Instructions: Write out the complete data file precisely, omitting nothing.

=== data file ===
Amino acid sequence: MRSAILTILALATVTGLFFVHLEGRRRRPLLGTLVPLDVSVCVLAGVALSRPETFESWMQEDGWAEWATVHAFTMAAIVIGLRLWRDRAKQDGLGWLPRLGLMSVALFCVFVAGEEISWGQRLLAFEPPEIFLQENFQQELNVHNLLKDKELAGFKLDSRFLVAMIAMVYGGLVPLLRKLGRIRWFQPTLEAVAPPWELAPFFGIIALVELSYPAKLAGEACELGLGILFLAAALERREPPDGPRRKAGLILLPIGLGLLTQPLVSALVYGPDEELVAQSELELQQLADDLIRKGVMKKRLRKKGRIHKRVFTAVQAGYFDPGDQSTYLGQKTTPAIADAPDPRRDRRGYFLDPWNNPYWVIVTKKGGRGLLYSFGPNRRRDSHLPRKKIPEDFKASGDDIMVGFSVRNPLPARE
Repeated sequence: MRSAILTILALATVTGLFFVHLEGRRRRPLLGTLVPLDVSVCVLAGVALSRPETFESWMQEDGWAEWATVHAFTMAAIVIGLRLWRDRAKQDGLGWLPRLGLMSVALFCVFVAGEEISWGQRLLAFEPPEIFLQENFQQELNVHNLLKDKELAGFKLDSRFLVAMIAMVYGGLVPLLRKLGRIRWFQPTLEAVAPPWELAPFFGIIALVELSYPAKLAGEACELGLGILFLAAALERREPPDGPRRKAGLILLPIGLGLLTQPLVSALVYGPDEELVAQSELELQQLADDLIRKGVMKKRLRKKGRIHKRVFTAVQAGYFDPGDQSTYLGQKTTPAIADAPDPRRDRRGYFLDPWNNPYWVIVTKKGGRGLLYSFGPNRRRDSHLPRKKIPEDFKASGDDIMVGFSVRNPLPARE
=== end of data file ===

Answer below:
Amino acid sequence: MRSAILTILALATVTGLFFVHLEGRRRRPLLGTLVPLDVSVCVLAGVALSRPETFESWMQEDGWAEWATVHAFTMAAIVIGLRLWRDRAKQDGLGWLPRLGLMSVALFCVFVAGEEISWGQRLLAFEPPEIFLQENFQQELNVHNLLKDKELAGFKLDSRFLVAMIAMVYGGLVPLLRKLGRIRWFQPTLEAVAPPWELAPFFGIIALVELSYPAKLAGEACELGLGILFLAAALERREPPDGPRRKAGLILLPIGLGLLTQPLVSALVYGPDEELVAQSELELQQLADDLIRKGVMKKRLRKKGRIHKRVFTAVQAGYFDPGDQSTYLGQKTTPAIADAPDPRRDRRGYFLDPWNNPYWVIVTKKGGRGLLYSFGPNRRRDSHLPRKKIPEDFKASGDDIMVGFSVRNPLPARE
Repeated sequence: MRSAILTILALATVTGLFFVHLEGRRRRPLLGTLVPLDVSVCVLAGVALSRPETFESWMQEDGWAEWATVHAFTMAAIVIGLRLWRDRAKQDGLGWLPRLGLMSVALFCVFVAGEEISWGQRLLAFEPPEIFLQENFQQELNVHNLLKDKELAGFKLDSRFLVAMIAMVYGGLVPLLRKLGRIRWFQPTLEAVAPPWELAPFFGIIALVELSYPAKLAGEACELGLGILFLAAALERREPPDGPRRKAGLILLPIGLGLLTQPLVSALVYGPDEELVAQSELELQQLADDLIRKGVMKKRLRKKGRIHKRVFTAVQAGYFDPGDQSTYLGQKTTPAIADAPDPRRDRRGYFLDPWNNPYWVIVTKKGGRGLLYSFGPNRRRDSHLPRKKIPEDFKASGDDIMVGFSVRNPLPARE